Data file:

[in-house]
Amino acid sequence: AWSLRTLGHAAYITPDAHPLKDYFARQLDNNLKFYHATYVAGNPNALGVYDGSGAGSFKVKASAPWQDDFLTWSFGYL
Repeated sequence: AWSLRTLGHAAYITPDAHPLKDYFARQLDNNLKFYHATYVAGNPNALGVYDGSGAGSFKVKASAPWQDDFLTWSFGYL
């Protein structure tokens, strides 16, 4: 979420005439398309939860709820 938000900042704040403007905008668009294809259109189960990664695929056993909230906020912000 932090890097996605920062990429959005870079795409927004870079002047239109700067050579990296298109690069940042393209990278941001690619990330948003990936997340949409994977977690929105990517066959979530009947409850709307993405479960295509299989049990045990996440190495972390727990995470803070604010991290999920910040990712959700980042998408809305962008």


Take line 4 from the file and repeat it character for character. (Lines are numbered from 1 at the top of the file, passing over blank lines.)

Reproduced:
């Protein structure tokens, strides 16, 4: 979420005439398309939860709820 938000900042704040403007905008668009294809259109189960990664695929056993909230906020912000 932090890097996605920062990429959005870079795409927004870079002047239109700067050579990296298109690069940042393209990278941001690619990330948003990936997340949409994977977690929105990517066959979530009947409850709307993405479960295509299989049990045990996440190495972390727990995470803070604010991290999920910040990712959700980042998408809305962008």